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Breast Cancer Awareness

October is Breast Cancer Awareness Month, an annual campaign to increase awareness and promote regular screening and early detection of breast cancer.

Breast cancer is the most diagnosed cancer among U.S. women, right after skin cancer, and is their second leading cause of death. According to the National Cancer Institute, women have about a 1 in 8 chance of being diagnosed with breast cancer at some time during their lives.

For many women, early-stage breast cancer is asymptomatic, which means they do not have any warning signs or symptoms. That’s why preventive health screenings, like mammograms and annual well-woman exams with your family medicine doctor or gynecologist, are so important. With regular monitoring, your doctor can identify, diagnose and treat breast cancer before it becomes untreatable. Women who are diagnosed with breast cancer while it is still in the early stages have an extremely good chance of being cured.

What is an annual well-woman exam?

A well-woman exam is an annual physical conducted to monitor not only your reproductive health but your breast health as well. It’s a vital part of identifying serious health concerns before they become life-threatening. During a well-woman exam, your doctor will perform a visual and manual exam of your breasts. If they notice anything unusual, they will likely recommend a mammogram or breast ultrasound.

How to check for breast cancer at home

Breast cancer awareness should last long after your annual well-woman exam. While your doctor examines your breasts and nearby lymph nodes once a year, that’s not enough to keep you safe. Every woman should perform a breast self-exam about 3-5 days after her period starts every month. Here’s how to check for breast cancer at home:

  1. First, stand in front of a mirror with your shoulders back and your hands on your hips and look for any changes in the size, shape and color of your breasts. They should be evenly shaped and have no visible signs of distortion or swelling. If you notice any of the following, visit your family medicine doctor or gynecologist right away:
    • Dimpling, puckering or bulging of the skin
    • A nipple that has changed position or becomes inverted (pushed inward)
    • Redness, soreness, rash or swelling
  2. Second, raise your arms directly over your head and check for the same changes as well as any signs of discharge (clear, white or opaque, yellow, red or brown fluid) coming out of one or both nipples.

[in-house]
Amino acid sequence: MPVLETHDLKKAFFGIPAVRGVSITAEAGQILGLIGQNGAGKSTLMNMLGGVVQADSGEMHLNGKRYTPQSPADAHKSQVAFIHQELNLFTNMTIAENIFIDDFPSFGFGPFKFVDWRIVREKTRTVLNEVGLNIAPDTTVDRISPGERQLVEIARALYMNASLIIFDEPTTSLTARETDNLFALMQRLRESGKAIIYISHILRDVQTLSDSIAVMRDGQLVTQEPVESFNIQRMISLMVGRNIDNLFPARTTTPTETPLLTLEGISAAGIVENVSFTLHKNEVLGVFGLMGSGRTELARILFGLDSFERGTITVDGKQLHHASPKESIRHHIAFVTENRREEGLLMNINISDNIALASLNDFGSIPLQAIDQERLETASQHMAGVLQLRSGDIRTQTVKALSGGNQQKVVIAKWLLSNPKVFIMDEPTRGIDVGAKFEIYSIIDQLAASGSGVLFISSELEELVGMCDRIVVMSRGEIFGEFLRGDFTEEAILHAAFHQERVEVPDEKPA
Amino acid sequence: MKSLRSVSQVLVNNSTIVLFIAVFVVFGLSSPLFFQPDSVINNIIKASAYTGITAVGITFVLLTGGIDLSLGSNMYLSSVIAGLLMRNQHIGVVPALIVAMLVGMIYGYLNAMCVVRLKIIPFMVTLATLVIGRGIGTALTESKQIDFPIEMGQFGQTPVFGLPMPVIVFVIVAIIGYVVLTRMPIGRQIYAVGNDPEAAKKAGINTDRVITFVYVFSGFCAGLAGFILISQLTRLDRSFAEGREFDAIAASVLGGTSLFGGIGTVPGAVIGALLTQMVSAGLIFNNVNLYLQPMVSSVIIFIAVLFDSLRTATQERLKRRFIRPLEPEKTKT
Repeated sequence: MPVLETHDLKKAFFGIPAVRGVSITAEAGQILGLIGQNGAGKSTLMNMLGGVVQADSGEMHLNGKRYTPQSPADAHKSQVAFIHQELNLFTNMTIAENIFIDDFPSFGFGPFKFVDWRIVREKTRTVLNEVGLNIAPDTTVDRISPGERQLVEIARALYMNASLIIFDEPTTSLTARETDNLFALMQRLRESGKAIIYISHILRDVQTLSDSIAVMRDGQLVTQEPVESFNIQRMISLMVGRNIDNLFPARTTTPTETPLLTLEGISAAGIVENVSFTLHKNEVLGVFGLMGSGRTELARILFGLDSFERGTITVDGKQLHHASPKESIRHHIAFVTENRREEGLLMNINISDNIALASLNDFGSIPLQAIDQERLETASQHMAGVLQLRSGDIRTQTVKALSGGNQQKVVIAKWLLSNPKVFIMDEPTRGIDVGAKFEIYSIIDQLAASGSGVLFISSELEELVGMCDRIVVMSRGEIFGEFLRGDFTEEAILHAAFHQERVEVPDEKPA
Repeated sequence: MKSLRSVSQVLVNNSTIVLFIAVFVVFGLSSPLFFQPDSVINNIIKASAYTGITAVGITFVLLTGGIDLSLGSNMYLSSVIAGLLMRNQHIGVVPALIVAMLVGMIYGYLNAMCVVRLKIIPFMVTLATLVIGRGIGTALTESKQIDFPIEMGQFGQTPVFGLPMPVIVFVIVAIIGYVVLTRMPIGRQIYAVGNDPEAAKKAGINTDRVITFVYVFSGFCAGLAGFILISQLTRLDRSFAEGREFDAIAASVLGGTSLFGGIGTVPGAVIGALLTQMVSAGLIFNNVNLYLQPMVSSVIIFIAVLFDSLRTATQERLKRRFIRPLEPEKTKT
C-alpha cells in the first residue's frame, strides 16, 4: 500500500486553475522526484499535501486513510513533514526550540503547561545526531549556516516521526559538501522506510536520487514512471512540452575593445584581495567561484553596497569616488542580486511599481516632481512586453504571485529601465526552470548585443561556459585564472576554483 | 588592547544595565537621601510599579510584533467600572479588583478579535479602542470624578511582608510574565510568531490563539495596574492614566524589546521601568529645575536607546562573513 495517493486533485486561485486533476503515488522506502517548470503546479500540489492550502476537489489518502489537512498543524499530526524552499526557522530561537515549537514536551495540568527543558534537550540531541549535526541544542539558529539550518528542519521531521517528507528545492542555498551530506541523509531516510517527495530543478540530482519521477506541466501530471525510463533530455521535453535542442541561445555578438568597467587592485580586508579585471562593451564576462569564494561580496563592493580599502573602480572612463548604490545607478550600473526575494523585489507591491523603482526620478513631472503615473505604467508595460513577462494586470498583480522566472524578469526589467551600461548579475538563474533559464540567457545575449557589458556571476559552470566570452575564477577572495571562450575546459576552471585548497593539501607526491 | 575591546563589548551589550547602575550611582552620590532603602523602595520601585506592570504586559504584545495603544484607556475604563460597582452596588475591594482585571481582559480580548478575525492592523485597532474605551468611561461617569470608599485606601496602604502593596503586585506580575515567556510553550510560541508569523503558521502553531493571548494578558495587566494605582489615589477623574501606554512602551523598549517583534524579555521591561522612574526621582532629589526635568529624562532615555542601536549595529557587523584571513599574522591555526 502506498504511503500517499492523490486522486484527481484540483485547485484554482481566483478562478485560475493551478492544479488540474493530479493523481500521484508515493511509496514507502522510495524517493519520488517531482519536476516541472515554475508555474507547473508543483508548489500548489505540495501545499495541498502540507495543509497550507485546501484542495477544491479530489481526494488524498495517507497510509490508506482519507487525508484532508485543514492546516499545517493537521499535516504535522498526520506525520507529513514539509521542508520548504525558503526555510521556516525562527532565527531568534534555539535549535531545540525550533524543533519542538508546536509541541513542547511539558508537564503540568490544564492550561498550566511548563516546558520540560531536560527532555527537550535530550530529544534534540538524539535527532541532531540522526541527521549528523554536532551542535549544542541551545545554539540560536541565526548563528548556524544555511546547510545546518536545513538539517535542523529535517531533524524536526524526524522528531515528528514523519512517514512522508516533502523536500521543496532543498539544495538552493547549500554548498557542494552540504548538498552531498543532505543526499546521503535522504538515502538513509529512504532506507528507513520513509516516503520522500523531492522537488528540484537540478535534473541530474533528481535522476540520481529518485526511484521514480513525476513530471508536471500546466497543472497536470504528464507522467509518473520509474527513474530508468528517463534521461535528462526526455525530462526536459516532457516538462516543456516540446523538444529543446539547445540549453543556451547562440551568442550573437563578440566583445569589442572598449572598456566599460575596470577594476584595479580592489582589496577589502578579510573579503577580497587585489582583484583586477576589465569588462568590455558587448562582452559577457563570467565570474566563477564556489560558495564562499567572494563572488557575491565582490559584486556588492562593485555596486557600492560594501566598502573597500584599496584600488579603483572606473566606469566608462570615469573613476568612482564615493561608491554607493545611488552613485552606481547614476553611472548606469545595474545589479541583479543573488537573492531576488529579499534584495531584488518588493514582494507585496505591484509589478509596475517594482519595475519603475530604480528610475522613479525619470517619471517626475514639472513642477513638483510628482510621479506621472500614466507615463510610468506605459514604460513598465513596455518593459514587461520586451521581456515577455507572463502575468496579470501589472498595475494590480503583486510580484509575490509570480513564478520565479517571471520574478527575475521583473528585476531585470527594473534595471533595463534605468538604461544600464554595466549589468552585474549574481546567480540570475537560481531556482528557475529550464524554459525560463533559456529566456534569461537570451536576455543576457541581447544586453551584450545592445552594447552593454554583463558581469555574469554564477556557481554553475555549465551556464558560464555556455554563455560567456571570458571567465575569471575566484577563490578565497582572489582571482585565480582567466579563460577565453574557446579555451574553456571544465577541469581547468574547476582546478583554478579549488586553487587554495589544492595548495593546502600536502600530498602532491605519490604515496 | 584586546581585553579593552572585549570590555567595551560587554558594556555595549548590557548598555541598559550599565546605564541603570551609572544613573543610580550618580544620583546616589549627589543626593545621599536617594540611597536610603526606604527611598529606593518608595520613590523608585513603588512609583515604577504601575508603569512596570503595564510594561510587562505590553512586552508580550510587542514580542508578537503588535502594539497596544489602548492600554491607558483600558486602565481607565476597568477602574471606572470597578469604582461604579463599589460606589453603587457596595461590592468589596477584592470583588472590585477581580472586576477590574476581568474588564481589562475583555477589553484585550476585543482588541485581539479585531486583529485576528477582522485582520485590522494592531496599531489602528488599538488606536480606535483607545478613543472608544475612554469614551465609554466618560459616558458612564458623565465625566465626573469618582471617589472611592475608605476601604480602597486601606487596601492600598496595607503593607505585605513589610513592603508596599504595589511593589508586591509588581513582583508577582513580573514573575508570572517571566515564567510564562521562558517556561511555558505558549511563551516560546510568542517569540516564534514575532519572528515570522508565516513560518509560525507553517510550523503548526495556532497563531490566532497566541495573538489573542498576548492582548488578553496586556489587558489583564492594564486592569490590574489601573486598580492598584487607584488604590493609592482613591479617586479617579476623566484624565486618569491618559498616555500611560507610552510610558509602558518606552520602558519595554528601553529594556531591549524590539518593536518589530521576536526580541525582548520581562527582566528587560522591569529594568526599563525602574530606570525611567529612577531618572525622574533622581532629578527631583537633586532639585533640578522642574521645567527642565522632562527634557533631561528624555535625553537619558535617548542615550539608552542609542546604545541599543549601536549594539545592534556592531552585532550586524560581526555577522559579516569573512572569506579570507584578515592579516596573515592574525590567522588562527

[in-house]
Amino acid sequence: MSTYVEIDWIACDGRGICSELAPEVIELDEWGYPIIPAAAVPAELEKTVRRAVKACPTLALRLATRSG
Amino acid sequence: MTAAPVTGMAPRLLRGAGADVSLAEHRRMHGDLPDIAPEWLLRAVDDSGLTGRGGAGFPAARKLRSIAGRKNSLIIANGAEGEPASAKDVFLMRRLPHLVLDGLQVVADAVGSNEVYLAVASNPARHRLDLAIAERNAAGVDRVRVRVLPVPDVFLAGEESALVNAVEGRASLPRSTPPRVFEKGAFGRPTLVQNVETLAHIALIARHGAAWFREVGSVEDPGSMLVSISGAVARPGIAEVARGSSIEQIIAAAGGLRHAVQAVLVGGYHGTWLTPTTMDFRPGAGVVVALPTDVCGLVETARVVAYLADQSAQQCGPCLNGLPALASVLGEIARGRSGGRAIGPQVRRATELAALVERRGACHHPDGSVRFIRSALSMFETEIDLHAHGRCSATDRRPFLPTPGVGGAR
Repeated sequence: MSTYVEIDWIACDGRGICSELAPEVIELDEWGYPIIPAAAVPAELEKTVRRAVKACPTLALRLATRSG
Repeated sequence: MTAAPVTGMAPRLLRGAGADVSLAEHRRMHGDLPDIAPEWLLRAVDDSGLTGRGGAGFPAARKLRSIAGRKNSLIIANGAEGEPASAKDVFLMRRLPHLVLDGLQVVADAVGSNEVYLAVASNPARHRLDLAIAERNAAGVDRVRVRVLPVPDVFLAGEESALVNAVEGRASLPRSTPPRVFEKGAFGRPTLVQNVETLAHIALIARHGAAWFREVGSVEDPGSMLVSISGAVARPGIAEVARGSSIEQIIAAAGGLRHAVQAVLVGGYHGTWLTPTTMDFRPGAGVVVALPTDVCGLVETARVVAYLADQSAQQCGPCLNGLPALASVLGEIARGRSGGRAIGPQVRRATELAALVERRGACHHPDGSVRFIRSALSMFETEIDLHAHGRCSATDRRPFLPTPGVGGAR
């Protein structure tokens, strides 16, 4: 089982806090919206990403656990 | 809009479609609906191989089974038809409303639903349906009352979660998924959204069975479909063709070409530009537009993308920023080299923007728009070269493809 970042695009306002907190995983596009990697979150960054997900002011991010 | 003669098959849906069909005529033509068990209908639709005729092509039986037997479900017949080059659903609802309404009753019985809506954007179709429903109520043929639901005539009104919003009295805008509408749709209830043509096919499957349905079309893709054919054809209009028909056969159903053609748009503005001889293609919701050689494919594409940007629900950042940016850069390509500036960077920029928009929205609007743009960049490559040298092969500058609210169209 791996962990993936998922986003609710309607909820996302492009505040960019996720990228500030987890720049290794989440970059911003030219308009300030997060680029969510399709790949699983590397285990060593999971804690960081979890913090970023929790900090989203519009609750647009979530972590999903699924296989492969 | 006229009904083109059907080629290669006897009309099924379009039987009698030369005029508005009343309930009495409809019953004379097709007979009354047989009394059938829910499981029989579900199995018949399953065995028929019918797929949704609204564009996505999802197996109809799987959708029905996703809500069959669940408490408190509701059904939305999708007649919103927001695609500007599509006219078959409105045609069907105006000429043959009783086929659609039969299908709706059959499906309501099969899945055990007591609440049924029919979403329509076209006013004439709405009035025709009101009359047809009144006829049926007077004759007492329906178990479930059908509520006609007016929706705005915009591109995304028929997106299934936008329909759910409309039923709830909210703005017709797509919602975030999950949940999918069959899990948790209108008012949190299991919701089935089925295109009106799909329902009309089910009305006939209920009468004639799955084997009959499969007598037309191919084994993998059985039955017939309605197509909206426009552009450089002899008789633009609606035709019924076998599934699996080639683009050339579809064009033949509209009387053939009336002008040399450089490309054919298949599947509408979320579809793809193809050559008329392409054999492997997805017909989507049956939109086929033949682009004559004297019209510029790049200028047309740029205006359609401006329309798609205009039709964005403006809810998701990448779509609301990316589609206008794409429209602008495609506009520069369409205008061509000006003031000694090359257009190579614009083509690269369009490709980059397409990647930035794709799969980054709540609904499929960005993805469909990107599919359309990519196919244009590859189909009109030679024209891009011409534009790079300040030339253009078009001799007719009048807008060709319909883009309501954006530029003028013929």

3. Next, find a comfortable and private spot to lie down. Raise your right hand over your head and place the first three fingers of your left hand (fingers flat and together) on your right breast. While making small circular motions, firmly but smoothly move your fingers around your breast, being sure to cover the entire breast from the collarbone to the top of the abdomen and from the armpit to the cleavage. You can alternate between low, medium and high pressure as you move across your breast to ensure you feel all the tissue from the front to the back of the breast.
  4. Last, return to a standing position and reexamine the breasts again, using the same hand movements as described in step three.

Signs and symptoms of breast cancer

While early-stage breast cancer may not present with symptoms, as it progresses, many women experience the following:

  • Breast discomfort
  • Inverted nipples
  • Change in the shape, size or texture of the nipple or breast
  • Red or swollen lymph nodes
  • Lump in the breast
  • Bloody discharge from the nipple

What to do if you find a lump

The first thing you should do if you find a lump in your breast is to take a deep breath and try not to panic. In truth, most women have some lumps or lumpy areas in their breasts all the time and most abnormal breast lumps turn out to be benign (noncancerous). Next, we recommend scheduling an appointment with one of the skilled Premier family medicine doctors at Pomona Valley Health Center. If they confirm your diagnosis, they will refer you to the Robert & Beverly Lewis Cancer Care Center at Pomona Valley Hospital Medical Center, which offers high-quality and nationally recognized cancer care services.

If you’d like to learn more about breast cancer awareness or schedule a well-woman exam, mammogram or another physical exam, call Pomona Valley Health Center at 909-378-9143. The board-certified Premier Family Medicine physicians at Pomona Valley Health Centers are highly experienced and skilled in the science of medicine and the art of compassionate care.